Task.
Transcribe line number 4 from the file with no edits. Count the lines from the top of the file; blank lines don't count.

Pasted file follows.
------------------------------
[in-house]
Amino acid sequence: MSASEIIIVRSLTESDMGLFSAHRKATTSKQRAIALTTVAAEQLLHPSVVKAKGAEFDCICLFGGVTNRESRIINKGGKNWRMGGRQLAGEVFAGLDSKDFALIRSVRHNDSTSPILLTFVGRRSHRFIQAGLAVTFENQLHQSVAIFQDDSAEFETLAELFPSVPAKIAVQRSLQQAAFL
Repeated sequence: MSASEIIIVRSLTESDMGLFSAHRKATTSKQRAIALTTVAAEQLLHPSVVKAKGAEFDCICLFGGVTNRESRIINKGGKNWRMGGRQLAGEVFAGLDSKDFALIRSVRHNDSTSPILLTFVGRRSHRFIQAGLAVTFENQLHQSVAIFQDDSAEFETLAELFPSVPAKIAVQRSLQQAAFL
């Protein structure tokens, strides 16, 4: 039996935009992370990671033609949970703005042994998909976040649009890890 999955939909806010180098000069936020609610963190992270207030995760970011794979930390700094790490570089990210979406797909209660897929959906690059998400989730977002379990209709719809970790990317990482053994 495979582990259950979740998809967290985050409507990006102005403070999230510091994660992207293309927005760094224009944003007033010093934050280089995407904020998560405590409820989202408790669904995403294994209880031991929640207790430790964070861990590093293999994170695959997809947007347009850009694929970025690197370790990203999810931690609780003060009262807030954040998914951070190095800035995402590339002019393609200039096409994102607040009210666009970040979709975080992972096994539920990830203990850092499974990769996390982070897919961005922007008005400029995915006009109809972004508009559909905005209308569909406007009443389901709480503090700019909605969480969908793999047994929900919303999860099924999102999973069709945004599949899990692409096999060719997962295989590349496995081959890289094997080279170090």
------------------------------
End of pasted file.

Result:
């Protein structure tokens, strides 16, 4: 039996935009992370990671033609949970703005042994998909976040649009890890 999955939909806010180098000069936020609610963190992270207030995760970011794979930390700094790490570089990210979406797909209660897929959906690059998400989730977002379990209709719809970790990317990482053994 495979582990259950979740998809967290985050409507990006102005403070999230510091994660992207293309927005760094224009944003007033010093934050280089995407904020998560405590409820989202408790669904995403294994209880031991929640207790430790964070861990590093293999994170695959997809947007347009850009694929970025690197370790990203999810931690609780003060009262807030954040998914951070190095800035995402590339002019393609200039096409994102607040009210666009970040979709975080992972096994539920990830203990850092499974990769996390982070897919961005922007008005400029995915006009109809972004508009559909905005209308569909406007009443389901709480503090700019909605969480969908793999047994929900919303999860099924999102999973069709945004599949899990692409096999060719997962295989590349496995081959890289094997080279170090």